$7,545
Per Month
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4 days ago
Nickolai Parker
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3 Bedrooms, East Harlem Rental for $7,250 - Photo 1
East Harlem, Upper Manhattan, Manhattan
$7,250
Per Month
HopScore
13 hours ago
Ermir Hoxha
NO FEE
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3 Bedrooms, East Harlem Rental for $7,250 - Photo 1
East Harlem, Upper Manhattan, Manhattan
$7,250
Per Month
HopScore
18 hours ago
Margaret Nieves
NO FEE
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3 Bedrooms, East Harlem Rental for $7,250 - Photo 1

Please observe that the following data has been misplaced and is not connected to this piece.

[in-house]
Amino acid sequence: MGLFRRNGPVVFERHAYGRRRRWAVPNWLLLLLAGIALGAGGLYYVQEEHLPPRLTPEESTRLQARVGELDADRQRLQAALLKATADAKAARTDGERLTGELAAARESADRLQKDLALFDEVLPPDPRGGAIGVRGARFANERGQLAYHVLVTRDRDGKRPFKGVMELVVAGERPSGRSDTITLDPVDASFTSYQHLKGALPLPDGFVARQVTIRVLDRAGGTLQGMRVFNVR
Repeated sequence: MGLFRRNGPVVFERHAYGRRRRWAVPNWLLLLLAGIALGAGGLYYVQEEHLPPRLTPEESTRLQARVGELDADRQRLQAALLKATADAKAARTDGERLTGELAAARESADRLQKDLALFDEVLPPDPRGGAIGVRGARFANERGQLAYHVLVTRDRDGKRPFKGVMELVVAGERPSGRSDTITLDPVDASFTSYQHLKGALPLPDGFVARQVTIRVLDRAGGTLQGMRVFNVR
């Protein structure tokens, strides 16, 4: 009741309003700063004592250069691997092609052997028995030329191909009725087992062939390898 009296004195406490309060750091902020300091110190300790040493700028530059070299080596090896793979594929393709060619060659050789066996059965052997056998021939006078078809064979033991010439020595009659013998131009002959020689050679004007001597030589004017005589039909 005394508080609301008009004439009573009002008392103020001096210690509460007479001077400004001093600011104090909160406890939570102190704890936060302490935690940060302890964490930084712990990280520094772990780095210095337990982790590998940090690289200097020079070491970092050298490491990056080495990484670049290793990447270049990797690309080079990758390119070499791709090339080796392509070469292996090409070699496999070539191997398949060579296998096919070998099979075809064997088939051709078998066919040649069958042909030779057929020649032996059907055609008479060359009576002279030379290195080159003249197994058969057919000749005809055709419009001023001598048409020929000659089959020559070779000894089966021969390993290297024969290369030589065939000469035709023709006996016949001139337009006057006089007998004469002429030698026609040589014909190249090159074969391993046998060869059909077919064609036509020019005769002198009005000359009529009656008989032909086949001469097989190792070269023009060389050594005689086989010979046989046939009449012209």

East Harlem, Upper Manhattan, Manhattan
$7,250
Per Month
HopScore
2 days ago
Pat Lehman
NO FEE
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3 Bedrooms, East Harlem Rental for $7,250 - Photo 1
East Harlem, Upper Manhattan, Manhattan
$7,250
Per Month
HopScore
2 days ago
Josh Heyer
NO FEE
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3 Bedrooms, East Harlem Rental for $7,250 - Photo 1
East Harlem, Upper Manhattan, Manhattan
$7,250
Per Month
3 days ago
Owen L Altidor
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2 Bedrooms, East Harlem Rental for $7,195 - Photo 1
East Harlem, Upper Manhattan, Manhattan
$7,195
Per Month
HopScore
2 days ago
Alexandra Carter
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2 Bedrooms, East Harlem Rental for $7,000 - Photo 1
East Harlem, Upper Manhattan, Manhattan
$7,000
Per Month
HopScore
1 day ago
David Menashe
NO FEE
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2 Bedrooms, East Harlem Rental for $7,000 - Photo 1
East Harlem, Upper Manhattan, Manhattan
$7,000
Per Month
HopScore
2 days ago